Hello ELA Friends and Educators!
After a break and regroup, I am happy to share some exciting news with you today! Our Summer 2022 Conference is coming together. We are excited to bring Dave Stuart, Jr. to South Dakota to visit with educators here! We first met Dave at our 2020 online conference, and since then, he has visited with our online spring 2021 Book Study participants. If you don't know who Dave is, check out his website at www.davestuartjr.com. You can read the first chapter of his book These 6 Things for free on his website.
Our 2022 Author of the Year is Helen Frost. Helen was born in Brookings, SD. She currently lives in Fort Wayne, Indiana. "Throughout her career, writing and teaching have been inter-woven threads. She has published poetry, children’s books, anthologies, and a play, as well as a book about teaching writing. She has taught writing at all levels, from pre-school through university and adult education." You can view her book titles and honors at her website: www.helenfrost.net.
We have a number of featured speakers sharing a variety of topics with us. As we get more details, we will update the site. Some topics include teaching Shakespeare that will include lesson sharing, the Jerome Norgren Writing Contest, roundtable sessions about spring book studies and cool lesson plans, and a graphic novel/comic book session. We are still in need of presenters. If you are interested, fill out the form in the link below and VP Elect Nicole Finnesand will be in contact with you. Some topics our members have expressed an interest in knowing more about include blackout poetry, spine poetry, LinkedIn and resumes, writing challenged book policies, and AP Literature, Language, and Composition teaching ideas.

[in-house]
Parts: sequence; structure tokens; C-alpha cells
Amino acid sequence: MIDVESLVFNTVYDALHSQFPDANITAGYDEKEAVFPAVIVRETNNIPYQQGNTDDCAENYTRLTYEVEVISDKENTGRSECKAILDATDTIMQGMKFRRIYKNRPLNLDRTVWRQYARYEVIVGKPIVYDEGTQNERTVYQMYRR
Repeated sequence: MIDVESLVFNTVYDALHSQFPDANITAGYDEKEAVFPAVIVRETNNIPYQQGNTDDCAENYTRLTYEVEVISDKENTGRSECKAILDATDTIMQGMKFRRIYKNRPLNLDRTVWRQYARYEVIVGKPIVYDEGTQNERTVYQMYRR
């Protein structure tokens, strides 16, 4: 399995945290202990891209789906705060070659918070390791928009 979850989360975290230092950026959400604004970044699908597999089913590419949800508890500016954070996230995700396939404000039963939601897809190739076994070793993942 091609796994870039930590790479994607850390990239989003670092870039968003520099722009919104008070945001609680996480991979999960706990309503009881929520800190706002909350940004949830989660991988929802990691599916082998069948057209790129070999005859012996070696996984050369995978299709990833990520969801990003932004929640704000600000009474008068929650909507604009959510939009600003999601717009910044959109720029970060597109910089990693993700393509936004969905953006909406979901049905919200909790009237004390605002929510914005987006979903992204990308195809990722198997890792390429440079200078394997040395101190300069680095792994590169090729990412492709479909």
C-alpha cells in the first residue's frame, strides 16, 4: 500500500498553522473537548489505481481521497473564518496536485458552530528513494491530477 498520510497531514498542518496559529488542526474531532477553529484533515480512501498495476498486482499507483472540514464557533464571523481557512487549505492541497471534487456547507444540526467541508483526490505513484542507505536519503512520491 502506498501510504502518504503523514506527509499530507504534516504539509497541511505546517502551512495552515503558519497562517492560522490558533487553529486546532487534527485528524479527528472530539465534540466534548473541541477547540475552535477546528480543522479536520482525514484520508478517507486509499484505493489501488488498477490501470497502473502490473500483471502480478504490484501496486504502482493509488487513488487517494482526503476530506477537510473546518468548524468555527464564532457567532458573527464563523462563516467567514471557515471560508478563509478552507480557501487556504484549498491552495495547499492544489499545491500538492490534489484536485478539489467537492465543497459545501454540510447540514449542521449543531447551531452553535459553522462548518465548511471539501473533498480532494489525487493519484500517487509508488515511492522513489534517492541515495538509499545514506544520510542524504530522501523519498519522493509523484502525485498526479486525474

We just wrapped up our 2022 Spring Book Study of Disrupting Thinking by Kylene Beers and Robert Probst. We had 15 teachers participate in our weekly Zoom sessions. The conversations we had about reading and asking questions truly helped us all grow as educators! If you haven’t been involved in one of our online book studies, I would highly recommend trying one out. The community and fellowship we share with other educators in our state truly help all of us grow and be better teachers for our students.
Summer YOUniversity 2022 is quickly approaching! The Methods for Literature for Teaching Difficult History focus this year is September 11, 2001. We will feature a variety of books in a range of genres. Classes will start the week of June 13, 2022. More information will come out at the end of April.
Sending my voice and listening for your echo,
SDCTE 2022 Conference